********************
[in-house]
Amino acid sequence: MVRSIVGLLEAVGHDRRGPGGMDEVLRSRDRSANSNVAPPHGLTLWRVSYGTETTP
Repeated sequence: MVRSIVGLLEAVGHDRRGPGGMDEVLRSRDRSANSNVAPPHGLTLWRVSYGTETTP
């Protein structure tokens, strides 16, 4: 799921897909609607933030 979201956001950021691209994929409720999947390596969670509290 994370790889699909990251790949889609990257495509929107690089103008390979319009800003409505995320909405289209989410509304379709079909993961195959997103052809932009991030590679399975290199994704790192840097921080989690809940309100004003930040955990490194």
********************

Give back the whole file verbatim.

[in-house]
Amino acid sequence: MVRSIVGLLEAVGHDRRGPGGMDEVLRSRDRSANSNVAPPHGLTLWRVSYGTETTP
Repeated sequence: MVRSIVGLLEAVGHDRRGPGGMDEVLRSRDRSANSNVAPPHGLTLWRVSYGTETTP
């Protein structure tokens, strides 16, 4: 799921897909609607933030 979201956001950021691209994929409720999947390596969670509290 994370790889699909990251790949889609990257495509929107690089103008390979319009800003409505995320909405289209989410509304379709079909993961195959997103052809932009991030590679399975290199994704790192840097921080989690809940309100004003930040955990490194």